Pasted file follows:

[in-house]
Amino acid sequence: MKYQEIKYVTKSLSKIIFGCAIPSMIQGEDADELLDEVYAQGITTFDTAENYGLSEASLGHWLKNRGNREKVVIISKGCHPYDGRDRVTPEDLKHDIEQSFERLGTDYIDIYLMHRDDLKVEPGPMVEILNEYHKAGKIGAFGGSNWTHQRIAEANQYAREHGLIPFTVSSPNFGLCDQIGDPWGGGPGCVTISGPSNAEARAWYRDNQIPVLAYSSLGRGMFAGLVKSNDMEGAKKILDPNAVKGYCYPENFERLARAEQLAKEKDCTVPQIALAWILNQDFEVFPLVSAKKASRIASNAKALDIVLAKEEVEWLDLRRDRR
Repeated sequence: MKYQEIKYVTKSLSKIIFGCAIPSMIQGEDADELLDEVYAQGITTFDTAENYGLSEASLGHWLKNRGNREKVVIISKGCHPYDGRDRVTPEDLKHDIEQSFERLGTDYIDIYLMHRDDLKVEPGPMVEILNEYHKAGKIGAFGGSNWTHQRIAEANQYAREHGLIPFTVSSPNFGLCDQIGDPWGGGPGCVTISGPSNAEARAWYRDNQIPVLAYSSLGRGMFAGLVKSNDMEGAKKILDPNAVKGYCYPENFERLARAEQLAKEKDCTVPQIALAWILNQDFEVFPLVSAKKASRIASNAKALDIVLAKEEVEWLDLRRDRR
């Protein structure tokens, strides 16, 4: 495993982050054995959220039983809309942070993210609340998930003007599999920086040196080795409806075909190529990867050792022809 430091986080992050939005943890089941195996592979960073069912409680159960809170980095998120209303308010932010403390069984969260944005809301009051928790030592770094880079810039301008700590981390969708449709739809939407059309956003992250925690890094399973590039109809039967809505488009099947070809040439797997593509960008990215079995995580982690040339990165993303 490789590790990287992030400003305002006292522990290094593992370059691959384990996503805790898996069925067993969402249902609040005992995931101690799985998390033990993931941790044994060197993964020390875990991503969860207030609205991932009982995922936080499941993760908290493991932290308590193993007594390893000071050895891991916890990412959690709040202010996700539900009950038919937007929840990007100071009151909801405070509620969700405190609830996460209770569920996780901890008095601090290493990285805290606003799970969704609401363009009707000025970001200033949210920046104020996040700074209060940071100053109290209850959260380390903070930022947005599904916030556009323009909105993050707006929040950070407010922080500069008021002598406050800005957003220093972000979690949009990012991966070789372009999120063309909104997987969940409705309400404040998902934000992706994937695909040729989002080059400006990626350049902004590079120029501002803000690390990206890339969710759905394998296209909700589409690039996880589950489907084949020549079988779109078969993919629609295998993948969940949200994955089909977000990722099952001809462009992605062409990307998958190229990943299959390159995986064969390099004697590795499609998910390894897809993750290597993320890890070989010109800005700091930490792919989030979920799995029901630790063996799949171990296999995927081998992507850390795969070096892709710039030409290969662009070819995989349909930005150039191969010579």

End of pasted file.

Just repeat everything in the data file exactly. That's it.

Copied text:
[in-house]
Amino acid sequence: MKYQEIKYVTKSLSKIIFGCAIPSMIQGEDADELLDEVYAQGITTFDTAENYGLSEASLGHWLKNRGNREKVVIISKGCHPYDGRDRVTPEDLKHDIEQSFERLGTDYIDIYLMHRDDLKVEPGPMVEILNEYHKAGKIGAFGGSNWTHQRIAEANQYAREHGLIPFTVSSPNFGLCDQIGDPWGGGPGCVTISGPSNAEARAWYRDNQIPVLAYSSLGRGMFAGLVKSNDMEGAKKILDPNAVKGYCYPENFERLARAEQLAKEKDCTVPQIALAWILNQDFEVFPLVSAKKASRIASNAKALDIVLAKEEVEWLDLRRDRR
Repeated sequence: MKYQEIKYVTKSLSKIIFGCAIPSMIQGEDADELLDEVYAQGITTFDTAENYGLSEASLGHWLKNRGNREKVVIISKGCHPYDGRDRVTPEDLKHDIEQSFERLGTDYIDIYLMHRDDLKVEPGPMVEILNEYHKAGKIGAFGGSNWTHQRIAEANQYAREHGLIPFTVSSPNFGLCDQIGDPWGGGPGCVTISGPSNAEARAWYRDNQIPVLAYSSLGRGMFAGLVKSNDMEGAKKILDPNAVKGYCYPENFERLARAEQLAKEKDCTVPQIALAWILNQDFEVFPLVSAKKASRIASNAKALDIVLAKEEVEWLDLRRDRR
């Protein structure tokens, strides 16, 4: 495993982050054995959220039983809309942070993210609340998930003007599999920086040196080795409806075909190529990867050792022809 430091986080992050939005943890089941195996592979960073069912409680159960809170980095998120209303308010932010403390069984969260944005809301009051928790030592770094880079810039301008700590981390969708449709739809939407059309956003992250925690890094399973590039109809039967809505488009099947070809040439797997593509960008990215079995995580982690040339990165993303 490789590790990287992030400003305002006292522990290094593992370059691959384990996503805790898996069925067993969402249902609040005992995931101690799985998390033990993931941790044994060197993964020390875990991503969860207030609205991932009982995922936080499941993760908290493991932290308590193993007594390893000071050895891991916890990412959690709040202010996700539900009950038919937007929840990007100071009151909801405070509620969700405190609830996460209770569920996780901890008095601090290493990285805290606003799970969704609401363009009707000025970001200033949210920046104020996040700074209060940071100053109290209850959260380390903070930022947005599904916030556009323009909105993050707006929040950070407010922080500069008021002598406050800005957003220093972000979690949009990012991966070789372009999120063309909104997987969940409705309400404040998902934000992706994937695909040729989002080059400006990626350049902004590079120029501002803000690390990206890339969710759905394998296209909700589409690039996880589950489907084949020549079988779109078969993919629609295998993948969940949200994955089909977000990722099952001809462009992605062409990307998958190229990943299959390159995986064969390099004697590795499609998910390894897809993750290597993320890890070989010109800005700091930490792919989030979920799995029901630790063996799949171990296999995927081998992507850390795969070096892709710039030409290969662009070819995989349909930005150039191969010579």